Furthermore, there was the party membership card. It was a distinguishing mark of a true citizen and people were forced to purchase one every year. It became so precious that people had to always carry it with them to gain access to such public facilities as markets, hospitals, classrooms, bus stages and others.
2. Definition of Citizenship education
When Malawi became independent in 1964, Civics and citizenship education was emphasized in primary and secondary schools in addition to other subjects such as History, Geography and Bible Knowledge. In 1994, Malawi went through a political transition from one-party dictatorship to a multi-party system of government. This necessitated the review of the school curriculum so that it was responsive to the needs and challenges of democratic Malawi. The new political dispensation had come with new issues which needed to be addressed through the education system. One of the issues was democracy and its attendant concept of human rights which most people, including learners, misunderstood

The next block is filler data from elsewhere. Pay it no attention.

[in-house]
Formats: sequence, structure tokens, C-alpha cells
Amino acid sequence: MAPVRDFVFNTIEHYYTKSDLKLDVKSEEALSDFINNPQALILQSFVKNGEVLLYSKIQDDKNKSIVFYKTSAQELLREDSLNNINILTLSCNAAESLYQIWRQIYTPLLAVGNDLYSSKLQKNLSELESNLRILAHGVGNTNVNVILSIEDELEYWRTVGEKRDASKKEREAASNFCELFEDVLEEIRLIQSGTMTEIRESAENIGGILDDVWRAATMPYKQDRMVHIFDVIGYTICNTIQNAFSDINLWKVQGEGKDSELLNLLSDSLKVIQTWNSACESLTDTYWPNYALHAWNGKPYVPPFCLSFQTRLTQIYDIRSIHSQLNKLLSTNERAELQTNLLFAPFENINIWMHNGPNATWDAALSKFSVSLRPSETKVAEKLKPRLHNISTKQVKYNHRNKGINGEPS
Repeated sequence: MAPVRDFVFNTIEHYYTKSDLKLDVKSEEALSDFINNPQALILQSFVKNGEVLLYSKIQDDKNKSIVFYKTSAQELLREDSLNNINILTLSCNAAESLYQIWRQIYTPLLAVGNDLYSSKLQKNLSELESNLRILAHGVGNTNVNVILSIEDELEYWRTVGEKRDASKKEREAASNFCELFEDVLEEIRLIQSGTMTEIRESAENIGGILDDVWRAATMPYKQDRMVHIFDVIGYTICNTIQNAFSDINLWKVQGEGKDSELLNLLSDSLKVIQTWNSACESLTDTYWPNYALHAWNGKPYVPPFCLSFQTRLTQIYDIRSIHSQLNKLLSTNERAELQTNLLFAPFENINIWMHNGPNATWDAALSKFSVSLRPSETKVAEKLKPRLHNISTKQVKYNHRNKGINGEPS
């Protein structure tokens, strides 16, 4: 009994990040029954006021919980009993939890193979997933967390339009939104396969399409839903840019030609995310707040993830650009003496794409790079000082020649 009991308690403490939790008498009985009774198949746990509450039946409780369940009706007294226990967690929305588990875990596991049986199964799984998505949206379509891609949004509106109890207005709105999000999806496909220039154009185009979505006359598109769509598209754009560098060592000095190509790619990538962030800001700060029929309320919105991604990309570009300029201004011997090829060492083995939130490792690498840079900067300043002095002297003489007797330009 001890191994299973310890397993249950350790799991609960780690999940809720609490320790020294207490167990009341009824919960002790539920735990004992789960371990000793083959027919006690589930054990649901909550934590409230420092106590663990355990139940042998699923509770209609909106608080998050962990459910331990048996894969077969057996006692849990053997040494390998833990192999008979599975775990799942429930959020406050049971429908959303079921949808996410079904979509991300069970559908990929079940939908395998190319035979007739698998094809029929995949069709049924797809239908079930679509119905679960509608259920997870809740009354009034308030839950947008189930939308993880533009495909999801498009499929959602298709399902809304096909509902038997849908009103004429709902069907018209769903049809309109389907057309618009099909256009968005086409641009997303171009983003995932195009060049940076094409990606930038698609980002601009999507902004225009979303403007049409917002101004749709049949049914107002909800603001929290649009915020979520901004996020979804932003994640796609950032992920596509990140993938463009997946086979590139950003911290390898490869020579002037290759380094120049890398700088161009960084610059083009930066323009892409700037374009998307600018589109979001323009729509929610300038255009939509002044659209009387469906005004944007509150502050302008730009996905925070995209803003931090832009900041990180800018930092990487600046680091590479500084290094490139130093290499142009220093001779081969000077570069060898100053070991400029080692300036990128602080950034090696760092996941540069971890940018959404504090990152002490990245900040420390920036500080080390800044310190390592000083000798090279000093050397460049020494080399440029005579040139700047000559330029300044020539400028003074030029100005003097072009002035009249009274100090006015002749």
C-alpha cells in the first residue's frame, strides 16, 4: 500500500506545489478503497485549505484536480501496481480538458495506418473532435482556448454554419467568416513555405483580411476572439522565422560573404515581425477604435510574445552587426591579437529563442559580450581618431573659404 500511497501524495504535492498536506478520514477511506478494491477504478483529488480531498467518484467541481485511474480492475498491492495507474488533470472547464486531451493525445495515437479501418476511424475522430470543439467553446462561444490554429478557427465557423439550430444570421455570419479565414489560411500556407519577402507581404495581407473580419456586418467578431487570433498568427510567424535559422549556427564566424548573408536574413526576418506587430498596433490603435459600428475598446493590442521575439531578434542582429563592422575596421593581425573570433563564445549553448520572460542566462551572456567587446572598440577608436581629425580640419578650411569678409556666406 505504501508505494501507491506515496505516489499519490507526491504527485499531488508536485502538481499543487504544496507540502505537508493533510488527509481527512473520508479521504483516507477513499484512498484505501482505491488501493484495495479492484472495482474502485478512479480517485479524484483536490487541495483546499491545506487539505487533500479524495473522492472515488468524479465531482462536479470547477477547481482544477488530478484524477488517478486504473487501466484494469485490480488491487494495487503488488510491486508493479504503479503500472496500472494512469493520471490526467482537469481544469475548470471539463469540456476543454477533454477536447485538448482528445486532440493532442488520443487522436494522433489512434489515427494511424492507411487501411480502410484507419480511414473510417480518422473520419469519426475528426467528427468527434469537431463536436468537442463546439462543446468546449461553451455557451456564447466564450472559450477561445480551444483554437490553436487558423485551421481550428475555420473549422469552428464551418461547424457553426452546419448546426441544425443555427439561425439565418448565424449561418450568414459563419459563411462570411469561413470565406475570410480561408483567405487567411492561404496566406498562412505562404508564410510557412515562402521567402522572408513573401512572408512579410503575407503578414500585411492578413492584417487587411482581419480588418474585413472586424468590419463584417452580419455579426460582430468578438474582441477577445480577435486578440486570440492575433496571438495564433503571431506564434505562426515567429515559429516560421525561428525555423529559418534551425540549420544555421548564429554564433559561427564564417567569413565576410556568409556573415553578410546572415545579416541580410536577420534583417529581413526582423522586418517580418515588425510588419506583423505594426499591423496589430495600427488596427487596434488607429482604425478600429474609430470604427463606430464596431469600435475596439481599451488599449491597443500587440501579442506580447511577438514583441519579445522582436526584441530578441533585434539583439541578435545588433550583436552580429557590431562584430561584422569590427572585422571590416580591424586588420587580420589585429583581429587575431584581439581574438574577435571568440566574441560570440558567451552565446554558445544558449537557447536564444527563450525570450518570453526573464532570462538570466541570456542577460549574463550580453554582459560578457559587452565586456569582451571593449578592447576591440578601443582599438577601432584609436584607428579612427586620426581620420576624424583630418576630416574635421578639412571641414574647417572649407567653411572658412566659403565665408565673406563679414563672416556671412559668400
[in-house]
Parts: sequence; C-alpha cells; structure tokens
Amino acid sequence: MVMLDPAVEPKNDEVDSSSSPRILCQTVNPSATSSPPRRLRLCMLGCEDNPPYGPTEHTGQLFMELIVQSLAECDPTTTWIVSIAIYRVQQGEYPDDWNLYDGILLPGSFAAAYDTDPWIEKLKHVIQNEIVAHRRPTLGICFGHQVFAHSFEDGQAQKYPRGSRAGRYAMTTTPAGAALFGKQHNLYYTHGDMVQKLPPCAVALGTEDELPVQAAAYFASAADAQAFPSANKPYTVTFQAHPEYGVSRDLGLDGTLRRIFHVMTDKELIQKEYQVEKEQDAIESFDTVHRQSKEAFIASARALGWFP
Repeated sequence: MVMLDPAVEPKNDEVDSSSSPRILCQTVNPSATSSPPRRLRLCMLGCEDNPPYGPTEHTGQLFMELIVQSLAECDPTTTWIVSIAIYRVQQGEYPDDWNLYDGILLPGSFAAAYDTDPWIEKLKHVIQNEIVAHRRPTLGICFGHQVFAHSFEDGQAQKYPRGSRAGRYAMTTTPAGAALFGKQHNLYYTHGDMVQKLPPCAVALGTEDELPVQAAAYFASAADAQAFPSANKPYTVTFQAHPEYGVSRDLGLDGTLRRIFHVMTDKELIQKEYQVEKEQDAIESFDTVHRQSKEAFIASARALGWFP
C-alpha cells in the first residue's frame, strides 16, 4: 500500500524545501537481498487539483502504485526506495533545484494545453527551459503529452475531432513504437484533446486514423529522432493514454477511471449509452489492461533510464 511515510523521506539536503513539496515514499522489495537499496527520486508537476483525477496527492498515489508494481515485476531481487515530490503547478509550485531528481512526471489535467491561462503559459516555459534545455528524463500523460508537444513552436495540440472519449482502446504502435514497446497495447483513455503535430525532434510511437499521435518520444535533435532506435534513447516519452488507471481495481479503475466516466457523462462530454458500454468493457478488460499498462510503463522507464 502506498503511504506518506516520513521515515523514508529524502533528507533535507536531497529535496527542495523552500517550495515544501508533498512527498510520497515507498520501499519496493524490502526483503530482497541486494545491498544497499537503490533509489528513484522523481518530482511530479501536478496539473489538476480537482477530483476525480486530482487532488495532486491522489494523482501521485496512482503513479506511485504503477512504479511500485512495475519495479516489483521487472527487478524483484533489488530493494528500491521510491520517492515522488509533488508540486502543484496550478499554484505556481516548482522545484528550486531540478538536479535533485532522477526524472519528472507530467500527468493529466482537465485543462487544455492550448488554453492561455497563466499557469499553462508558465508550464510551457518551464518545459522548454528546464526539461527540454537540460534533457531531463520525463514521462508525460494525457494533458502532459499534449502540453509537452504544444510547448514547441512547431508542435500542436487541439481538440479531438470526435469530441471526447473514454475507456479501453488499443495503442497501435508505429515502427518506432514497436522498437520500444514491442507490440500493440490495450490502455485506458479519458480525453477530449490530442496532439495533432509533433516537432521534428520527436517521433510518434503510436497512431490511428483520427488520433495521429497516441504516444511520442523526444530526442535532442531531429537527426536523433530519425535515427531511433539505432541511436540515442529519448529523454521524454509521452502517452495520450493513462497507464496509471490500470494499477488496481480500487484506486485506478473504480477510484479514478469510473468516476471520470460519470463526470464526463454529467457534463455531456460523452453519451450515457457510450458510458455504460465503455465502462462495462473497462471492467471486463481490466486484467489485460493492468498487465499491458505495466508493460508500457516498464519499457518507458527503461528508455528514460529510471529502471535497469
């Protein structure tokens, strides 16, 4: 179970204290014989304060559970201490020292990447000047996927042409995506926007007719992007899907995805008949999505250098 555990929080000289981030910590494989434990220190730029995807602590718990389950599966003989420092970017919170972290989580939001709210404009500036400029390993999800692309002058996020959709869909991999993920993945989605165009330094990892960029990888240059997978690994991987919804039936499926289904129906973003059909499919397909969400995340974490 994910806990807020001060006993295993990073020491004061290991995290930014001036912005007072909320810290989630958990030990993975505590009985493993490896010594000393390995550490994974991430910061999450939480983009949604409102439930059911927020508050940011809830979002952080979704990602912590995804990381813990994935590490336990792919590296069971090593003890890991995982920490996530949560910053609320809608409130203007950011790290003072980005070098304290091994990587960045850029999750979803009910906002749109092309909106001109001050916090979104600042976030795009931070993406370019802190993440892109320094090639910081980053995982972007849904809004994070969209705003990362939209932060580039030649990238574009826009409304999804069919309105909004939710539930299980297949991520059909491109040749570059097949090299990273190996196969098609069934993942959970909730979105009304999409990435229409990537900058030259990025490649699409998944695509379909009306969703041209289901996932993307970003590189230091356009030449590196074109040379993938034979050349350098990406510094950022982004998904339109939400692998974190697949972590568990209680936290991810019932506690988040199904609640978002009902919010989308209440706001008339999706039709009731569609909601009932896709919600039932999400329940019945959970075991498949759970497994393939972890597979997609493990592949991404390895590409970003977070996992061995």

To most people, Citizenship Education is about educating children and the youth, from early childhood, to become clear-thinking and enlightened citizens who participate in decisions concerning society
Civic education (also known as citizen education or democracy education) is also a more encompassing term. It refers to the provision of information on public affairs in general. It encompasses all the processes that affect people’s beliefs, commitments, capabilities, and actions as members or prospective members of communities.
3. Ecosystems of non – formal Citizenship Education